If you have a limited budget and/or storage space, then there are obvious advantages to collecting smaller model horses – they’re cheaper and require less shelf-room than larger scale ones. The exact height limit of a “mini” model seems to vary between different groups of modellers, but 3” (7.5cm) or 4” (10cm) to the ears is generally the maximum.
Many people began their collections with
Of the makes listed above, probably Stablemates, ‘Artist Resins’ and Animal Artistry are the best show prospects. For Arabian enthusiasts we can also recommend the “Hong Kong mini Arab”, a 1 ½” tall copy of a much larger Hartland mould. The mini version was part of a farm set sold by W H Smith in the 1970’s and is worth trying to find at jumble or car boot sales as when repainted it makes a very typey little horse. It is still available now new in a farm set in cheap gift shops, but the mold quality is not as good. The Britains range has changed several times and again, unfortunately, the discontinued (1960’s) models were generally the best, but some of the more modern horses can also be shown successfully.
Timpo horses used to be very much “action” models with Cowboys and Indian riders in imitation of and to the same scale as the Britains Western Range. Both series include some strange positions among the horses but some would be suitable for performance classes. Airfix and Historex are hard polystyrene plastic military models, to the same scale as Breyer Stablemates, but were supplied in kit form for gluing and painting (many are now discontinued). Like Timpo, they are rather generic models with no particular breed characteristics, but can be generally used as Warmblood types particularly in performance events rather than the elegance of the show ring.
“Mini minis” is a term sometimes applied to models less than 1” (2.5cm) to the ears, such as the Arab family made by Hagen-Renaker. Others may be found miscellaneously as toys or as horses for model railway set-ups. Breyer hoave a new rage called 'Mini Winnies'. Some can be very nice, but at this scale some detail is bound to be lost and few of them are serious show prospects.
Mini models can be remodelled, repositioned, painted and haired just like their larger relatives, but in some cases different techniques are required because they are made of different materials. Older Stablemates are made from Tenite, the same plastic as the larger Breyer models, and can be repositioned by cutting in the relevant places and bending with the aid of hot water in the same way, but the newer Stablemates (1992 onwards) are made from the hard plastic ABS and require a different technique, as ABS will not bend in hot water. The other plastic makes can also be remodelled, except for Historex. They are normally made of polythene, a plastic which does not accept glue as readily as Breyers, so any joins in a Britains, Hong Kong mini etc., are likely to be fragile. Polythene is also notoriously difficult to sand or file, although putting the model in a freezer for a while beforehand can help!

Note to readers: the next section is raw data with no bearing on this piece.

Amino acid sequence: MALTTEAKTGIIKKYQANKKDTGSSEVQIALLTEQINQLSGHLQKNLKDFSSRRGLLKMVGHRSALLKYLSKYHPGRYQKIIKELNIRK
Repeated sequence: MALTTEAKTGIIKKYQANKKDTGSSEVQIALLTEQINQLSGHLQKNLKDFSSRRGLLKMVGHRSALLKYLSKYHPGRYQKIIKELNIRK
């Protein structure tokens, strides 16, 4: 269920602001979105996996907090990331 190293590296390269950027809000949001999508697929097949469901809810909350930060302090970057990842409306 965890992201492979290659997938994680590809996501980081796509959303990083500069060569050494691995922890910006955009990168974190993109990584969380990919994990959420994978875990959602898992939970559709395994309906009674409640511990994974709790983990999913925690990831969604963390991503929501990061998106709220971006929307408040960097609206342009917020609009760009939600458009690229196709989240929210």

If you are put off by the thought of repositioning something so tiny, never fear! Most minis look a great deal better simply if repainted well, and this can be done in just the same way as with larger models except that obviously, smaller brushes will be useful!
For photographing minis, you will need a camera that can focus to about 1” (2.5cm) away. A close-up lens is an advantage but not essential – photos can always be enlarged and the edges trimmed off to focus attention on the model. An artificial set, or careful choice of background is advisable – real grass won’t look in proportion to a mini! – and anything too fancy could be wasted as when focusing so closely, as only objects which are same distance from the camera as your model will be in sharp focus. A good set might use a green towel or model railway base sheet as your grass ground, while a white railing or fence made of cocktail sticks behind the horse suggests the show ring or racecourse. If you have no access to a suitable camera or set, watch out for BECF events or other shows at which someone will have a photography service available – they are held from time to time.
For performance classes at live shows or photo shows you will, of course, require mini tack and riders.
Good tack for minis is very difficult to get; what’s supplied with or moulded on the horses generally looks rather clumsy, and few tack makers in the hobby even offer small scale work although there are a few who specialise in it. The remaining options are having a go at making your own, using the thinnest leather you can find, with fine wire for stirrups and small jump-rings for bit rings, or ask another modeller who shows minis in ridden and performance classes if they have time to help out.
Other accessories for mini photos (jumps and other set dressing) are, luckily, easier to come by. Britains show jumps, gate fences and stone walls look to scale with Britains to Stablemate-sized models, although some are now discontinued. You can also make your own obstacles from plastic straws, thin wood, etc., suitably repainted. Most model shops sell small dowels and other wood ideal for this purpose. A dressage arena – or enough of one to look complete in a photo – and letter markers are easy to make from white card, and all kinds of small odds and ends can be used for gymkhana equipment.
Live shows cause no special problem for mini owners; in fact a whole string of minis is much easier to transport than larger models - The entire show string will probably fit, quite happily, in a shoe box !! Well-presented or customised minis can often catch the judge’s eye and several top show honours have gone to them, so this is a field of the hobby which is well worth a try!
This Information leaflet was originally written by Jay Felton.
Pic shows a CM Mini Nahar Resin